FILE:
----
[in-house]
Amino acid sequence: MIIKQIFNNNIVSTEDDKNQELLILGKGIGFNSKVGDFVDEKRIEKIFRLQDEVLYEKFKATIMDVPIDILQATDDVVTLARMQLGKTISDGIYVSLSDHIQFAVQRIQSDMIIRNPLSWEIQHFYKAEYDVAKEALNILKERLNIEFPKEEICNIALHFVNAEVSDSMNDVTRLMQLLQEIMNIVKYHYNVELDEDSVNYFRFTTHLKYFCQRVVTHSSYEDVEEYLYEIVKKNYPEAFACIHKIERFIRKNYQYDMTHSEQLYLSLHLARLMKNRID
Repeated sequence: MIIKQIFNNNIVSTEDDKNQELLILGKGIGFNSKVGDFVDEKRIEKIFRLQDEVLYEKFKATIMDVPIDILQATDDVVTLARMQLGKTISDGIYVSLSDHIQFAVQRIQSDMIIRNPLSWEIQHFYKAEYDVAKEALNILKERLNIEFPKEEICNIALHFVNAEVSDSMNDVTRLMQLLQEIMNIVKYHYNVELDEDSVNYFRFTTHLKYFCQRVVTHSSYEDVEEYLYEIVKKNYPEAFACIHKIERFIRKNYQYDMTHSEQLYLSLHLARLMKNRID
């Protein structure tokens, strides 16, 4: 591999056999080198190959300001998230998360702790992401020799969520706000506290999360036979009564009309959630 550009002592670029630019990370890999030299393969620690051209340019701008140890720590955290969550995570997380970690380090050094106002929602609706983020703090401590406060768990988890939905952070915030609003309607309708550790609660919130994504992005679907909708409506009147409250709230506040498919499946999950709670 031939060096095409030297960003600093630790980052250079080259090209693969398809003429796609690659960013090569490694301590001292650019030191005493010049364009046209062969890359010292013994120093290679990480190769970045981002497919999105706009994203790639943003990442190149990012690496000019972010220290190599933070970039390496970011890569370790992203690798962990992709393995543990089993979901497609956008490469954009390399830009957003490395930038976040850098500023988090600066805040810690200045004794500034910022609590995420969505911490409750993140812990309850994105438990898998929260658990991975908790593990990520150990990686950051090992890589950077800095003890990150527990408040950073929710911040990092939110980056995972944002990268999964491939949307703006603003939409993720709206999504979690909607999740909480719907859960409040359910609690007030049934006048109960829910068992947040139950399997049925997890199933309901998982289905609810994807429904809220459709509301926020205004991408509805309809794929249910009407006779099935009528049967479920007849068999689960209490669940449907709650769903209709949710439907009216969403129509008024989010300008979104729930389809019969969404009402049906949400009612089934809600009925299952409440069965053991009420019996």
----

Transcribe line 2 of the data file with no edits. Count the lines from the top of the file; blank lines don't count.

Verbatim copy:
Amino acid sequence: MIIKQIFNNNIVSTEDDKNQELLILGKGIGFNSKVGDFVDEKRIEKIFRLQDEVLYEKFKATIMDVPIDILQATDDVVTLARMQLGKTISDGIYVSLSDHIQFAVQRIQSDMIIRNPLSWEIQHFYKAEYDVAKEALNILKERLNIEFPKEEICNIALHFVNAEVSDSMNDVTRLMQLLQEIMNIVKYHYNVELDEDSVNYFRFTTHLKYFCQRVVTHSSYEDVEEYLYEIVKKNYPEAFACIHKIERFIRKNYQYDMTHSEQLYLSLHLARLMKNRID